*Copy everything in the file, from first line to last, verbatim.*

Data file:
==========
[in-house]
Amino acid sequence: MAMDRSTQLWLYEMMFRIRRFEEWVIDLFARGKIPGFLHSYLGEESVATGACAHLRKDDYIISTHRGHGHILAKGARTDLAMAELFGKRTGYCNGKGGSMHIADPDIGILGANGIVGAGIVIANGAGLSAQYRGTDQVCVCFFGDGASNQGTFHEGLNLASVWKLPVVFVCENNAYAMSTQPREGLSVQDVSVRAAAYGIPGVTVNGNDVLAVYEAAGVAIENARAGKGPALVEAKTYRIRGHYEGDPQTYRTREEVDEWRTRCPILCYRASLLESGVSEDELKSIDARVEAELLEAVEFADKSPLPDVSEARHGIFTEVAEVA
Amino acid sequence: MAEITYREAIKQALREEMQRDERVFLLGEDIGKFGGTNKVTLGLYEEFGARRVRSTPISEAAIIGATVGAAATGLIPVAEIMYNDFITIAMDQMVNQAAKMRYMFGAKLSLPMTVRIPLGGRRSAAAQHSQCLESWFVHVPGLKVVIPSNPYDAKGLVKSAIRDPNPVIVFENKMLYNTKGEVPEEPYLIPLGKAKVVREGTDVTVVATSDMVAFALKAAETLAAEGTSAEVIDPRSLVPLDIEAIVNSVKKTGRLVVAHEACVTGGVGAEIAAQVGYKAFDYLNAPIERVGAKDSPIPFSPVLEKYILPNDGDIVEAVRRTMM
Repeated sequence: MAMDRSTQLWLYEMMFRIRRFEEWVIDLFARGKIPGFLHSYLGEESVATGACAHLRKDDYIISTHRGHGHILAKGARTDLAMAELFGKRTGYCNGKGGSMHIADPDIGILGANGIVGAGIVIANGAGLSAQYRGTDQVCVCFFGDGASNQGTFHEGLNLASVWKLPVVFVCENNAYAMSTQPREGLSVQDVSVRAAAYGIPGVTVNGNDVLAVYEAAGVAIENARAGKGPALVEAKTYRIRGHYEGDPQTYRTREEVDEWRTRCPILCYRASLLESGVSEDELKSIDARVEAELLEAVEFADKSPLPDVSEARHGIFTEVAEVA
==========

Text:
[in-house]
Amino acid sequence: MAMDRSTQLWLYEMMFRIRRFEEWVIDLFARGKIPGFLHSYLGEESVATGACAHLRKDDYIISTHRGHGHILAKGARTDLAMAELFGKRTGYCNGKGGSMHIADPDIGILGANGIVGAGIVIANGAGLSAQYRGTDQVCVCFFGDGASNQGTFHEGLNLASVWKLPVVFVCENNAYAMSTQPREGLSVQDVSVRAAAYGIPGVTVNGNDVLAVYEAAGVAIENARAGKGPALVEAKTYRIRGHYEGDPQTYRTREEVDEWRTRCPILCYRASLLESGVSEDELKSIDARVEAELLEAVEFADKSPLPDVSEARHGIFTEVAEVA
Amino acid sequence: MAEITYREAIKQALREEMQRDERVFLLGEDIGKFGGTNKVTLGLYEEFGARRVRSTPISEAAIIGATVGAAATGLIPVAEIMYNDFITIAMDQMVNQAAKMRYMFGAKLSLPMTVRIPLGGRRSAAAQHSQCLESWFVHVPGLKVVIPSNPYDAKGLVKSAIRDPNPVIVFENKMLYNTKGEVPEEPYLIPLGKAKVVREGTDVTVVATSDMVAFALKAAETLAAEGTSAEVIDPRSLVPLDIEAIVNSVKKTGRLVVAHEACVTGGVGAEIAAQVGYKAFDYLNAPIERVGAKDSPIPFSPVLEKYILPNDGDIVEAVRRTMM
Repeated sequence: MAMDRSTQLWLYEMMFRIRRFEEWVIDLFARGKIPGFLHSYLGEESVATGACAHLRKDDYIISTHRGHGHILAKGARTDLAMAELFGKRTGYCNGKGGSMHIADPDIGILGANGIVGAGIVIANGAGLSAQYRGTDQVCVCFFGDGASNQGTFHEGLNLASVWKLPVVFVCENNAYAMSTQPREGLSVQDVSVRAAAYGIPGVTVNGNDVLAVYEAAGVAIENARAGKGPALVEAKTYRIRGHYEGDPQTYRTREEVDEWRTRCPILCYRASLLESGVSEDELKSIDARVEAELLEAVEFADKSPLPDVSEARHGIFTEVAEVA